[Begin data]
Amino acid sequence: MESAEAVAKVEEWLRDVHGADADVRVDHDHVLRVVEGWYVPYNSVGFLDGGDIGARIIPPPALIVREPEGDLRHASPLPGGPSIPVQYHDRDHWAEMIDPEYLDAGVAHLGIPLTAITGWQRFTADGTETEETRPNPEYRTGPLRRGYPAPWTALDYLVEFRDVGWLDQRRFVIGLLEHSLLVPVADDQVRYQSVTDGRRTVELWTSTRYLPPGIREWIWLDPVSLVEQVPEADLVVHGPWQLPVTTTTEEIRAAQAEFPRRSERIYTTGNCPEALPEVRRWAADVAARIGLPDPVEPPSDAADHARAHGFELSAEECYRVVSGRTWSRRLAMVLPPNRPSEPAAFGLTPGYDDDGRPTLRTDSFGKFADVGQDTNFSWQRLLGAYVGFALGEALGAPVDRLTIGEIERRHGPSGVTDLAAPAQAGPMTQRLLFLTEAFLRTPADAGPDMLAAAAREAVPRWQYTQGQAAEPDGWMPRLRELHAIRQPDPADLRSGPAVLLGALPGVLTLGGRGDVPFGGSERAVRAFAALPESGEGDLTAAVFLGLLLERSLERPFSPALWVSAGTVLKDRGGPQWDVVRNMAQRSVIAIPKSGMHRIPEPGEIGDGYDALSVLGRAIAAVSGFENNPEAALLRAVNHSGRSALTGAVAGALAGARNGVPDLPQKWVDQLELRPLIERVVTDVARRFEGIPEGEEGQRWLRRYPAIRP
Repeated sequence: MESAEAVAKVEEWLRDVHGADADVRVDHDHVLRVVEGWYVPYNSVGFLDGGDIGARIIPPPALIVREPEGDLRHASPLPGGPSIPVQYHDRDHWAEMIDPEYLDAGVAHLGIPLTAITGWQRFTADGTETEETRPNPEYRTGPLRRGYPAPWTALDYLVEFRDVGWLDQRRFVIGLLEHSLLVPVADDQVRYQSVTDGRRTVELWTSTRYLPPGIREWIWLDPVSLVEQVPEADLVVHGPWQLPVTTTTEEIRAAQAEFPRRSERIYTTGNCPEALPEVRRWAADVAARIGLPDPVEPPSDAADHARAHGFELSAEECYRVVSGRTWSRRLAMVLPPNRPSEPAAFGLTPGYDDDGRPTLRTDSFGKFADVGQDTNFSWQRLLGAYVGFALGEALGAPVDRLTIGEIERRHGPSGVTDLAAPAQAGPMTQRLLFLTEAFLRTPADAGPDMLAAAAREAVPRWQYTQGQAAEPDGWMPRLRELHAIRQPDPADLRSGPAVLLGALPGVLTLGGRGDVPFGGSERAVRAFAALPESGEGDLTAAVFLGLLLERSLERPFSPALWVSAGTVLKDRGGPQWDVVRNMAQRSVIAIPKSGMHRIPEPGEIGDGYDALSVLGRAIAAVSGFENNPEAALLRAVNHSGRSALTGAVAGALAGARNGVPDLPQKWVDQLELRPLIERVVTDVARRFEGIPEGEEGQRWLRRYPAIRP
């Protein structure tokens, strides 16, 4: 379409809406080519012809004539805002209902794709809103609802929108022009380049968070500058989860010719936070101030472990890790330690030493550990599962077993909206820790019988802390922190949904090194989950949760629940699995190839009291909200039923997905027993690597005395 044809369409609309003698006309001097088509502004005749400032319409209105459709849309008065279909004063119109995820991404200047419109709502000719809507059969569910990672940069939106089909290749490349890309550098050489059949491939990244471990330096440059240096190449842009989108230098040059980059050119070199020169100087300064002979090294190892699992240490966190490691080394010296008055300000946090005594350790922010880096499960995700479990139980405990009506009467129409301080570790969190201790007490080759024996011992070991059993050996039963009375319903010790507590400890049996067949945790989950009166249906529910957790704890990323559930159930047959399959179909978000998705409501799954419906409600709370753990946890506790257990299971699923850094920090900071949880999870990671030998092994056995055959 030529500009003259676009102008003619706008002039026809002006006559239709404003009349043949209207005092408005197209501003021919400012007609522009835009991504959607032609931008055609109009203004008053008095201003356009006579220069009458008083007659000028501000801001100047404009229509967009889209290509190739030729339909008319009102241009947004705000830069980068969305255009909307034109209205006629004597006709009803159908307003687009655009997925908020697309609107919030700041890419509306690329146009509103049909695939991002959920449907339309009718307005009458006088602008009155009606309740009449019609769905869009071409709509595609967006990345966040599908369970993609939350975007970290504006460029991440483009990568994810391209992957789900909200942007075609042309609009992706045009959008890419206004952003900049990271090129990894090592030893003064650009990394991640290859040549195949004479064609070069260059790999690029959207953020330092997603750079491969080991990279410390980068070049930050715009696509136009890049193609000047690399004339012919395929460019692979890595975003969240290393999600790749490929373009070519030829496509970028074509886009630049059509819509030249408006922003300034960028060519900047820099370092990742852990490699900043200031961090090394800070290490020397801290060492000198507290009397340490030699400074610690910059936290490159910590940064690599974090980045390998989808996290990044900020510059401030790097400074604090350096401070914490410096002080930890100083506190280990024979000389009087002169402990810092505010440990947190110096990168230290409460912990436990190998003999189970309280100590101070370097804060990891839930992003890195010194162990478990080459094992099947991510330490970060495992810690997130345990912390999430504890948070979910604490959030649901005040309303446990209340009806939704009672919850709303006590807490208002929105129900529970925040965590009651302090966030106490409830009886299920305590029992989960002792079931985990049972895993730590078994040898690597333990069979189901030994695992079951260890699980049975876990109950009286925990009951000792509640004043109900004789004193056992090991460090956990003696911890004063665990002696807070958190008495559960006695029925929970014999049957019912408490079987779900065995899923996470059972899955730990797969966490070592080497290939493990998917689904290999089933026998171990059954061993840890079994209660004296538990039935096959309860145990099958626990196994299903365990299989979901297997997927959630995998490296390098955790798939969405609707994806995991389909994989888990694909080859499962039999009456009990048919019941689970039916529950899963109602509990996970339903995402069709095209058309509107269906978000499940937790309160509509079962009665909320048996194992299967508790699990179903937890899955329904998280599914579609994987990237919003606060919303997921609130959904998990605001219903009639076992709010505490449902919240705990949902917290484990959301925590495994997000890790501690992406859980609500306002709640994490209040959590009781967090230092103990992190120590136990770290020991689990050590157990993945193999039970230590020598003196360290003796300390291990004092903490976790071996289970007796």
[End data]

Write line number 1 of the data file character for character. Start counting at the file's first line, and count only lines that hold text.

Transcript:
Amino acid sequence: MESAEAVAKVEEWLRDVHGADADVRVDHDHVLRVVEGWYVPYNSVGFLDGGDIGARIIPPPALIVREPEGDLRHASPLPGGPSIPVQYHDRDHWAEMIDPEYLDAGVAHLGIPLTAITGWQRFTADGTETEETRPNPEYRTGPLRRGYPAPWTALDYLVEFRDVGWLDQRRFVIGLLEHSLLVPVADDQVRYQSVTDGRRTVELWTSTRYLPPGIREWIWLDPVSLVEQVPEADLVVHGPWQLPVTTTTEEIRAAQAEFPRRSERIYTTGNCPEALPEVRRWAADVAARIGLPDPVEPPSDAADHARAHGFELSAEECYRVVSGRTWSRRLAMVLPPNRPSEPAAFGLTPGYDDDGRPTLRTDSFGKFADVGQDTNFSWQRLLGAYVGFALGEALGAPVDRLTIGEIERRHGPSGVTDLAAPAQAGPMTQRLLFLTEAFLRTPADAGPDMLAAAAREAVPRWQYTQGQAAEPDGWMPRLRELHAIRQPDPADLRSGPAVLLGALPGVLTLGGRGDVPFGGSERAVRAFAALPESGEGDLTAAVFLGLLLERSLERPFSPALWVSAGTVLKDRGGPQWDVVRNMAQRSVIAIPKSGMHRIPEPGEIGDGYDALSVLGRAIAAVSGFENNPEAALLRAVNHSGRSALTGAVAGALAGARNGVPDLPQKWVDQLELRPLIERVVTDVARRFEGIPEGEEGQRWLRRYPAIRP